Our approach is that we would recommend the use of CEST in making determinations, but it should not be solely relied upon. Having an accurate view of each contractor engagement to make the determination is vital. Secondly, when making the determination, ensure that when you take into account the contractual terms, you focus primarily on the ACTUAL working practices on the ground.

What about 3rd party status determinations and insurance practices? There are many organisations offering these types of advice and services and at Investigo, we have built up a number of relationships with those whose services we have assessed and believe to be fit for purpose. They can provide helpful insight and additional levels of understanding, informed advice and ensure a ‘belt-and-braces’ approach to IR35 determinations.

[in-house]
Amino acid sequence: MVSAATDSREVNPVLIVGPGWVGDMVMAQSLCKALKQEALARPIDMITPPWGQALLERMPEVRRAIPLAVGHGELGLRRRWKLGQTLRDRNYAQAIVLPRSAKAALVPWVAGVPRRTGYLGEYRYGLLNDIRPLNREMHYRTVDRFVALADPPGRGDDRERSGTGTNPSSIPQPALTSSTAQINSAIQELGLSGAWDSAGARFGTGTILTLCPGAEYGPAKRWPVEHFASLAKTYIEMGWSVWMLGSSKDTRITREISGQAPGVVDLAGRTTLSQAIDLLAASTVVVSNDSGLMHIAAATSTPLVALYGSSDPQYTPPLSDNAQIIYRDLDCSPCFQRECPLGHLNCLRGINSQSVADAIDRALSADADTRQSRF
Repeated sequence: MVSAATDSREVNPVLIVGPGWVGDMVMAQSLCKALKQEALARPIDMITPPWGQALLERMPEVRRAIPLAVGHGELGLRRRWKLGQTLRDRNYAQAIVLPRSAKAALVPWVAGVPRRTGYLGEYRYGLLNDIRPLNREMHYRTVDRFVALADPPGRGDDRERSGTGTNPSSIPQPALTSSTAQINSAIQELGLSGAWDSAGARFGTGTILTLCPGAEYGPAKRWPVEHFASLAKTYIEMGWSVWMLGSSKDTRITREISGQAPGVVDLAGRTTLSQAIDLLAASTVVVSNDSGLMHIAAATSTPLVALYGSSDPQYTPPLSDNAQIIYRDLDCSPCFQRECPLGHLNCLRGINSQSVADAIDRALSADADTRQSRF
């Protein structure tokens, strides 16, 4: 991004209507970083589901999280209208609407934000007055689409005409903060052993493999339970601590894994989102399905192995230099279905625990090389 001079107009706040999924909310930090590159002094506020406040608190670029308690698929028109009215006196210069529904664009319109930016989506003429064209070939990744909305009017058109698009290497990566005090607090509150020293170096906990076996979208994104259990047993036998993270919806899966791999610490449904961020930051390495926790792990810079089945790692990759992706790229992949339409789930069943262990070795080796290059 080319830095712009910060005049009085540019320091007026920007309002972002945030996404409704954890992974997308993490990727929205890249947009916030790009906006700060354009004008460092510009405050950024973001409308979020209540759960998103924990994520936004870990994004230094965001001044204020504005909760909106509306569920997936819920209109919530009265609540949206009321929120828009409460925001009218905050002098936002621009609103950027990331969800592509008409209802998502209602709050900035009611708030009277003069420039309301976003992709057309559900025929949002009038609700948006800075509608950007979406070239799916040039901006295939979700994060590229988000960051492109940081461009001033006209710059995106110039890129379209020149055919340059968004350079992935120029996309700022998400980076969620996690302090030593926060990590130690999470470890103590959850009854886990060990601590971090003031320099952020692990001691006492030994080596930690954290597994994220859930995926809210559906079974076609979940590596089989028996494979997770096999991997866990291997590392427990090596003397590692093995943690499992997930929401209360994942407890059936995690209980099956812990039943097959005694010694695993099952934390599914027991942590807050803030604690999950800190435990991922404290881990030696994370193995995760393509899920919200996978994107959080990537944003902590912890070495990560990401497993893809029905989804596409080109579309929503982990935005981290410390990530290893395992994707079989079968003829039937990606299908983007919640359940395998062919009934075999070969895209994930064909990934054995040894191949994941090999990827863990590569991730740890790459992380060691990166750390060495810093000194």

In our opinion, with the right process, governance and methodology, these organisations can be utilised as a sanity and reference check to help ensure your practices and decisions are aligned to the legislation and also to audit your determinations. It is certainly worth considering the services of such a third party for some of the more nuanced determinations. The insurance packages, I’m still to be convinced by. If an engagement is outside at the start, and it remains outside throughout its duration, then what do you need the insurance for? I understand the drive for this, especially from a risk perspective, knowing you have accurate determinations but also knowing you have insurance that covers you should HMRC disagree with a determination.